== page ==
Rathmann W.,Heinrich Heine University Düsseldorf |
Journal of Diabetes and its Complications | Year: 2017
Aims: Experimental and animal studies have supported the hypothesis that dipeptidyl peptidase-4 inhibitors (DPP-4i) may accelerate tumor metastasis. The aim was to analyze the relationships between DPP-4i therapy with risk of metastases in type 2 diabetes patients with breast, prostate and digestive organ cancers. Methods: Type 2 diabetes patients with first diagnoses of breast, prostate or digestive organ cancer were selected in general and internal medicine practices (Disease Analyzer Germany: 01/2008-12/2014). Propensity score matching between DPP-4i users and non-users was carried out for age, sex, diabetes duration, and metformin use. Time-dependent Cox regression models were used to estimate hazard ratios (HR) for metastases further adjusting for HbA1c, body mass index, comorbidity and co-therapy with glucose-lowering drugs (3-4. years follow-up). Results: 668 patients with newly diagnosed breast cancer, 906 with prostate cancer and 908 with digestive organ cancer were analyzed. In Cox regression, use of DPP-4i was not associated with an increased risk of metastases in patients with breast (adjusted HR, 95%CI: 1.00, 0.49-2.02), prostate (0.98, 0.54-1.77) or digestive organ cancers (0.97, 0.57-1.66). Conclusions: This first observational study in patients with type 2 diabetes and breast, prostate or digestive organ cancer found no increased risk of metastases in DPP-4i users. © 2017 Elsevier Inc.
Ley S.H.,Harvard University |
Sun Q.,Harvard University |
Sun Q.,Brigham and Women's Hospital |
Willett W.C.,Harvard University |
And 9 more authors.
American Journal of Clinical Nutrition | Year: 2014
Background: Greater red meat intake is associated with an increased type 2 diabetes and cardiovascular disease risk. However, the relation of red meat intake to biomarkers of inflammation and glucose metabolism has not been investigated thoroughly. Objective: We hypothesized that greater red meat intake would be associated with biomarkers of inflammation and glucose metabolism, which would be partly explained by body mass index (BMI). Design: We analyzed cross-sectional data from diabetes-free female participants in the Nurses' Health Study (n = 3690). Multiple linear regression was conducted to assess the associations of total, unprocessed, and processed red meat intakes (quartile categories) with plasma C-reactive protein (CRP), ferritin, adiponectin, fasting insulin, and hemoglobin A1c (Hb A1c). Results: Greater total, unprocessed, and processed red meat intakes were associated with higher plasma CRP, ferritin, fasting insulin, and Hb A1c and lower adiponectin after adjustment for demographic information (P-trend # 0.03 for all). Adiponectin was not associated with any type of red meat intake when further adjusted for medical and lifestyle factors. After adjustment for BMI, most of these associations with inflammatory and glucose metabolic biomarkers were substantially attenuated and no longer significant. BMI accounted for a statistically significant proportion of associations with CRP, Hb A1c, and fasting insulin (P-contribution # 0.02 for all) but not with ferritin. Substituting a serving of total red meat intake with alternative protein food in a combination of poultry, fish, legumes, and nuts was associated with significantly lower CRP (b 6 SE: 20.106 6 0.043), ferritin (20.212 6 0.075), Hb A1c (20.052 6 0.015), and fasting insulin (20.119 6 0.036) (all P # 0.02 for comparison of extreme quartiles for all). Conclusions: Greater red meat intake is associated with unfavorable plasma concentrations of inflammatory and glucose metabolic biomarkers in diabetes-free women. BMI accounts for a significant proportion of the associations with these biomarkers, except for ferritin. Substituting red meat with another protein food is associated with a healthier biomarker profile of inflammatory and glucose metabolism. © 2014 American Society for Nutrition.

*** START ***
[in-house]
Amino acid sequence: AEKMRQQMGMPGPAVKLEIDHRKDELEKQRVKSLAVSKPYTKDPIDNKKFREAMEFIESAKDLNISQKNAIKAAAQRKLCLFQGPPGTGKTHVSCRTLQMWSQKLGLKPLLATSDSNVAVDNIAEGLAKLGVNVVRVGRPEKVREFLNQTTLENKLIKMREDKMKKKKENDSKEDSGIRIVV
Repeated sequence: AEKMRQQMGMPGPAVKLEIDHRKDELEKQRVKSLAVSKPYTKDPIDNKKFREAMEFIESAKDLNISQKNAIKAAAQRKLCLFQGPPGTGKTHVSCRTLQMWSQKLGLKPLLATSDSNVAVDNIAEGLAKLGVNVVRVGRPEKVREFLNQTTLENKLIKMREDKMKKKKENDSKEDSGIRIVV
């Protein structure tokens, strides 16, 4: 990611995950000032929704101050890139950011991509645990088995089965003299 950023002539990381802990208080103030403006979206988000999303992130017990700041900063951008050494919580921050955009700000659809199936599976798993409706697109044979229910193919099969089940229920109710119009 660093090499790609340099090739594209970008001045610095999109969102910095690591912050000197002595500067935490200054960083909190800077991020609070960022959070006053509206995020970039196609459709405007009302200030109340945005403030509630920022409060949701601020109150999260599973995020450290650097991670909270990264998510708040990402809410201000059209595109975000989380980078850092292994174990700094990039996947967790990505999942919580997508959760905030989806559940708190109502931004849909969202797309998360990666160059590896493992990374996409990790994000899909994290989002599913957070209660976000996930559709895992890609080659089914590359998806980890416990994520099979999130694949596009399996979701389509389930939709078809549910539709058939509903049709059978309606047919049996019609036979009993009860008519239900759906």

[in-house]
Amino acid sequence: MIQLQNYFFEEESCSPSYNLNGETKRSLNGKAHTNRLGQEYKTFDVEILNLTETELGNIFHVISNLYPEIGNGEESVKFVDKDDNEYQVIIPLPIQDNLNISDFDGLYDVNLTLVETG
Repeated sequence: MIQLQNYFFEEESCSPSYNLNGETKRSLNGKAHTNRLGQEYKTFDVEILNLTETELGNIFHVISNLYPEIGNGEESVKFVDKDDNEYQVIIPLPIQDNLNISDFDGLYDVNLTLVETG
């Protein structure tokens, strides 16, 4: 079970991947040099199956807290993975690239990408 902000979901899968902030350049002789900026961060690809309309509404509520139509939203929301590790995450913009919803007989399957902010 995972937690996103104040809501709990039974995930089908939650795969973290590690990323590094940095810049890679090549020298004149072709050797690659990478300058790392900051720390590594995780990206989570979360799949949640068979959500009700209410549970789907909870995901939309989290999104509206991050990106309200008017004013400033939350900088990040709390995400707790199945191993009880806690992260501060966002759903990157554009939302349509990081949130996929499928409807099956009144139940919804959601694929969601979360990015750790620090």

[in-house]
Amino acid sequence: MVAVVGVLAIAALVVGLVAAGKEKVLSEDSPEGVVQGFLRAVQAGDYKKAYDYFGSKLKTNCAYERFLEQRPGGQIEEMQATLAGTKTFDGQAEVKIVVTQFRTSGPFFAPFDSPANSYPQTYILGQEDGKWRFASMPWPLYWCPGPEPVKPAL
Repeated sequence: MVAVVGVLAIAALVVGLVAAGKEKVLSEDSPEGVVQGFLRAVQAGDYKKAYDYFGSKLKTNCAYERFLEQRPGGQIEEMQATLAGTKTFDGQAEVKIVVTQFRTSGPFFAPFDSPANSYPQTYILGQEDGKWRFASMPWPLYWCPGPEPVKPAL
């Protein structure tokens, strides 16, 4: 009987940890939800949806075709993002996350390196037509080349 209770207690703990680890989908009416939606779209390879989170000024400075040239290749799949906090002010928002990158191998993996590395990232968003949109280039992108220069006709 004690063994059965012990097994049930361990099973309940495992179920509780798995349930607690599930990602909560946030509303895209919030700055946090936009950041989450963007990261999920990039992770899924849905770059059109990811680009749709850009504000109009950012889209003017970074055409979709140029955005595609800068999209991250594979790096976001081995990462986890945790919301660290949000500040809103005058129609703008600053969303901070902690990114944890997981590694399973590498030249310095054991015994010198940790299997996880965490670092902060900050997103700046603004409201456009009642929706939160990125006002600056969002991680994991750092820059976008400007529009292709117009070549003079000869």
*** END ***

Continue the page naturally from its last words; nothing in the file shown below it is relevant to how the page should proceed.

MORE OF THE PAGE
Cruz Jr. A.I.,Epidemiology |
Milewski M.D.,Epidemiology |
Shapiro E.D.,Yale University
Journal of the American Academy of Orthopaedic Surgeons | Year: 2011
Lyme disease is the most common tick-borne disease in the United States and Europe. Increased awareness of the clinical manifestations of the disease is needed to improve detection and treatment. In the acute and late stages, Lyme disease may be difficult to distinguish from other disease processes. The epidemiology and pathophysiology of Lyme disease are directly related to the Borrelia burgdorferi spirochete and its effects on the integumentary, neurologic, cardiac, and musculoskeletal systems. Lyme arthritis is a common clinical manifestation of Lyme disease and should be considered in the evaluation of patients with monoarticular or pauciarticular joint complaints in a geographic area in which Lyme disease is endemic. Management of Lyme arthritis involves eradication of the spirochete with antibiotics. Generally, the prognosis is excellent. Arthroscopic synovectomy is reserved for refractory cases that do not respond to antibiotics. Copyright 2011 by the American Academy of Orthopaedic Surgeons.
Baral S.D.,Center for Public Health and Human Rights |
Friedman M.R.,University of Pittsburgh |
Geibel S.,Population Council |
Rebe K.,Anova Health Institute |
And 6 more authors.
The Lancet | Year: 2015